Published On: Tue, Mar 1st, 2016

Do we need a smart city or a better city?

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Ever since Prime Minister Narendra Modi put forward his vision of “Smart city”, the term never fails to crop up somewhere or the other almost every week. Although selected in the top 100 list of cities that will be developed into a smart city last year, Dehradun was snubbed in the shortlist of 20 cities to be taken up for the project in the initial phase recently.

Failing to make the cut actually might prove to be a blessing in disguise as most of the Doonites agree that constructing a smart city by removing the tea estate from the city is not a solution to the problem. Ever since becoming the state capital in the year 2000, the city of Dehradun has undergone rapid changes. Old timers recall how once the sleepy town famous for its schooling and bakery products was a haven for retired military personnel’s; but 16 years since its inception as a state capital has seen the city undergo a complete facelift. The once famous Basmati rice fields have given way to multiple housing projects, the Rispana and Bindal rivers have all but dried up, the canal system that once criss crossed the city has now gone underground.

Many of us who have grown up reading Ruskin Bond’s novels would remember how he never failed to mention the quintessential litchi and mango tree present in every home in the Doon valley. That sight now is a part of story books only.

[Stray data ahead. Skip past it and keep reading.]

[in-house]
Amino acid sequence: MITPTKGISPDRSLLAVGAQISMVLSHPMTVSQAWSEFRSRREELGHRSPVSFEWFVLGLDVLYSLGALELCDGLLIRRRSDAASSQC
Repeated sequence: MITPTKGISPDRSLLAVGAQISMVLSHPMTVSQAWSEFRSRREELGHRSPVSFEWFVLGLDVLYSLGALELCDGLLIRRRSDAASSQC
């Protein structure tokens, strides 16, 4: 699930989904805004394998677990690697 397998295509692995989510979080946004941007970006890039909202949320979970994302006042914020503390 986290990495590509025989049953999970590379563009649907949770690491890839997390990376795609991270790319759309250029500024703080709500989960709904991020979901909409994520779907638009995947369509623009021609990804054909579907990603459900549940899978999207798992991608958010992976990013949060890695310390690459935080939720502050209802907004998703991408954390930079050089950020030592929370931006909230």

Perhaps it is less shocking to know that Dehradun got the lowest score (38) out of the 100 cities that were selected for the smart city project given the fact that the government had sent a proposal that essentially meant wiping out the tea gardens to create a new township.

The main problem with the government’s plan is that they are still not learning from their mistakes. What good is a free WiFi if you lack the basic internet speed to back it up? On paper we are a power producing state having the Tehri dam as our proud achievement, but the reality is we still face long duration power cuts. Lakhs of tax payers rupees are spent on first creating or mending roads where not even once does the politician forget to add his/her name in bold on an indicator board highlighting their achievement but the telephone operators then suddenly remember to lay the telephone wires or the water works department decides to lay down the pipelines once the road is finished thus the road construction is a 12 month long cycle.

If the government really wants a smart city why not launch an application or a portal that keeps track of people’s files at government offices instead of inaugurating umpteen apps that tell the weather.

The government should also consider the pollution level in most Chinese cities when hiring Chinese experts as smart city planning consultants. No doubt Chinese economy has seen rapid growth, but that growth has come at a price, the pollution levels in most of the concrete jungle created in the land of the dragon exceed the very high level almost every day, and yet our government wants to follow in those footsteps by constructing new townships in an eco sensitive zone.

19th century Paris was facing a somewhat similar type of problem, rapid unorganized construction had seen the city run out of space to accommodate more people, so they hired a guy named Georges-Eugène Haussmann, his solution- he destroyed almost 80% of old Paris and built it a new one from the ground up. While such type of solution is not possible in modern times, several projects like water projects to recharge the water tables of the city, digital mapping of the city to help remove the problem of severing of lines during road construction process, file management portal so that the common man doesn’t have to run from one babu to another to know the status of their file should be implemented to make the city better.

 

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